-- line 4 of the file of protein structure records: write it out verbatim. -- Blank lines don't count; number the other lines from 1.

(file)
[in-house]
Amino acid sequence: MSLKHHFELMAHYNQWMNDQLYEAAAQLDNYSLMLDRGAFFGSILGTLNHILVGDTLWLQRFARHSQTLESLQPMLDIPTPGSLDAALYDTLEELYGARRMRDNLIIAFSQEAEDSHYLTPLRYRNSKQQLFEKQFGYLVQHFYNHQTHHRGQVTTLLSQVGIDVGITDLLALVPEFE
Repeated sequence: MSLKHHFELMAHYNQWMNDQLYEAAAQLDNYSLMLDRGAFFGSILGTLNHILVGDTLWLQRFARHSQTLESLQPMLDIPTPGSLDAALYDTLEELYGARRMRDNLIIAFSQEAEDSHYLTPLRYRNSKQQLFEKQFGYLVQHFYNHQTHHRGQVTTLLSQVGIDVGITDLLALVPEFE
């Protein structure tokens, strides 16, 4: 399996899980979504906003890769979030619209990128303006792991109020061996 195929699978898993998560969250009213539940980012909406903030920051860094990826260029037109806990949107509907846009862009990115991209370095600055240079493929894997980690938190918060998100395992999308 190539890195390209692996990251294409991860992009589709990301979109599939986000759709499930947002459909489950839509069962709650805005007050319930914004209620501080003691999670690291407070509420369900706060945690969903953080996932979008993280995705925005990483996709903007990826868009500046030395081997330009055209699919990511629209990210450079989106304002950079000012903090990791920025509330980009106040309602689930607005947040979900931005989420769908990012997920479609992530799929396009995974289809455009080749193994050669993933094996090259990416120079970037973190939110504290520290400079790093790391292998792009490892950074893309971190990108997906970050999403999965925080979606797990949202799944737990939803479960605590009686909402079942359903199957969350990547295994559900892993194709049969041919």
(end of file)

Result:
């Protein structure tokens, strides 16, 4: 399996899980979504906003890769979030619209990128303006792991109020061996 195929699978898993998560969250009213539940980012909406903030920051860094990826260029037109806990949107509907846009862009990115991209370095600055240079493929894997980690938190918060998100395992999308 190539890195390209692996990251294409991860992009589709990301979109599939986000759709499930947002459909489950839509069962709650805005007050319930914004209620501080003691999670690291407070509420369900706060945690969903953080996932979008993280995705925005990483996709903007990826868009500046030395081997330009055209699919990511629209990210450079989106304002950079000012903090990791920025509330980009106040309602689930607005947040979900931005989420769908990012997920479609992530799929396009995974289809455009080749193994050669993933094996090259990416120079970037973190939110504290520290400079790093790391292998792009490892950074893309971190990108997906970050999403999965925080979606797990949202799944737990939803479960605590009686909402079942359903199957969350990547295994559900892993194709049969041919």